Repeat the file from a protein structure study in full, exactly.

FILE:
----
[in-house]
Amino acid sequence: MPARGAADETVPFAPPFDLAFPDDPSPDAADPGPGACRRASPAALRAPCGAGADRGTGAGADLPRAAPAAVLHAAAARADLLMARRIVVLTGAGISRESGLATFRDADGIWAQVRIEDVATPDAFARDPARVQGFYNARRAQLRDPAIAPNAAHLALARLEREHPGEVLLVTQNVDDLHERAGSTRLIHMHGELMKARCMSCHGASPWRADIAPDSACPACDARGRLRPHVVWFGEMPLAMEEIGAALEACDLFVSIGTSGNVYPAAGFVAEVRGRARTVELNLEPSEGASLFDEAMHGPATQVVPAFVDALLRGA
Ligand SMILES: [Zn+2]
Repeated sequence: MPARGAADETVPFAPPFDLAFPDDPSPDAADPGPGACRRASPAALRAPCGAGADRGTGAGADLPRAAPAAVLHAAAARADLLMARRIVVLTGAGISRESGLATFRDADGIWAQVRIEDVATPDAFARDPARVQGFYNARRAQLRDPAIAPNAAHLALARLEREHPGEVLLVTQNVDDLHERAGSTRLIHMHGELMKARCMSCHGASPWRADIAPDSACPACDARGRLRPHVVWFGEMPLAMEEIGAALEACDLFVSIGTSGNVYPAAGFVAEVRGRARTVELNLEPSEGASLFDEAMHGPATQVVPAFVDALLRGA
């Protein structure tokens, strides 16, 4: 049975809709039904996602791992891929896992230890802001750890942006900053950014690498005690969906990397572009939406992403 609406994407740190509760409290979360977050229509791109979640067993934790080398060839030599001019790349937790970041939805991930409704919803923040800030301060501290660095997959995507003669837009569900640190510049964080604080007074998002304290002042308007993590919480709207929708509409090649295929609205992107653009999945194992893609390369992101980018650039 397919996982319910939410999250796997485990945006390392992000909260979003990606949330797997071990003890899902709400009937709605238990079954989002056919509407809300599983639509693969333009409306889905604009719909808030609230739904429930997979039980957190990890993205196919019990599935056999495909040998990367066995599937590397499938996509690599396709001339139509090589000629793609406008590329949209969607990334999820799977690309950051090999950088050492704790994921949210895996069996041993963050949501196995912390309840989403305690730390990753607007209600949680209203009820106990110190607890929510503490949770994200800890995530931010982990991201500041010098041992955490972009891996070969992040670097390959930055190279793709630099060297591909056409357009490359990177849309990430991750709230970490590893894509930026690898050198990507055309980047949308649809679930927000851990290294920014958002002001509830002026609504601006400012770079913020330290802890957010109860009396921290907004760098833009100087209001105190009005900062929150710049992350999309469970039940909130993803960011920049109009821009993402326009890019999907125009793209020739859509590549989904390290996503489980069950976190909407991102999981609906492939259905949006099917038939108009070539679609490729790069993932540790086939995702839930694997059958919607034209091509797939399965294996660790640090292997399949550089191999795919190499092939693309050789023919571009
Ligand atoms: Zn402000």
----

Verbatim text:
[in-house]
Amino acid sequence: MPARGAADETVPFAPPFDLAFPDDPSPDAADPGPGACRRASPAALRAPCGAGADRGTGAGADLPRAAPAAVLHAAAARADLLMARRIVVLTGAGISRESGLATFRDADGIWAQVRIEDVATPDAFARDPARVQGFYNARRAQLRDPAIAPNAAHLALARLEREHPGEVLLVTQNVDDLHERAGSTRLIHMHGELMKARCMSCHGASPWRADIAPDSACPACDARGRLRPHVVWFGEMPLAMEEIGAALEACDLFVSIGTSGNVYPAAGFVAEVRGRARTVELNLEPSEGASLFDEAMHGPATQVVPAFVDALLRGA
Ligand SMILES: [Zn+2]
Repeated sequence: MPARGAADETVPFAPPFDLAFPDDPSPDAADPGPGACRRASPAALRAPCGAGADRGTGAGADLPRAAPAAVLHAAAARADLLMARRIVVLTGAGISRESGLATFRDADGIWAQVRIEDVATPDAFARDPARVQGFYNARRAQLRDPAIAPNAAHLALARLEREHPGEVLLVTQNVDDLHERAGSTRLIHMHGELMKARCMSCHGASPWRADIAPDSACPACDARGRLRPHVVWFGEMPLAMEEIGAALEACDLFVSIGTSGNVYPAAGFVAEVRGRARTVELNLEPSEGASLFDEAMHGPATQVVPAFVDALLRGA
């Protein structure tokens, strides 16, 4: 049975809709039904996602791992891929896992230890802001750890942006900053950014690498005690969906990397572009939406992403 609406994407740190509760409290979360977050229509791109979640067993934790080398060839030599001019790349937790970041939805991930409704919803923040800030301060501290660095997959995507003669837009569900640190510049964080604080007074998002304290002042308007993590919480709207929708509409090649295929609205992107653009999945194992893609390369992101980018650039 397919996982319910939410999250796997485990945006390392992000909260979003990606949330797997071990003890899902709400009937709605238990079954989002056919509407809300599983639509693969333009409306889905604009719909808030609230739904429930997979039980957190990890993205196919019990599935056999495909040998990367066995599937590397499938996509690599396709001339139509090589000629793609406008590329949209969607990334999820799977690309950051090999950088050492704790994921949210895996069996041993963050949501196995912390309840989403305690730390990753607007209600949680209203009820106990110190607890929510503490949770994200800890995530931010982990991201500041010098041992955490972009891996070969992040670097390959930055190279793709630099060297591909056409357009490359990177849309990430991750709230970490590893894509930026690898050198990507055309980047949308649809679930927000851990290294920014958002002001509830002026609504601006400012770079913020330290802890957010109860009396921290907004760098833009100087209001105190009005900062929150710049992350999309469970039940909130993803960011920049109009821009993402326009890019999907125009793209020739859509590549989904390290996503489980069950976190909407991102999981609906492939259905949006099917038939108009070539679609490729790069993932540790086939995702839930694997059958919607034209091509797939399965294996660790640090292997399949550089191999795919190499092939693309050789023919571009
Ligand atoms: Zn402000």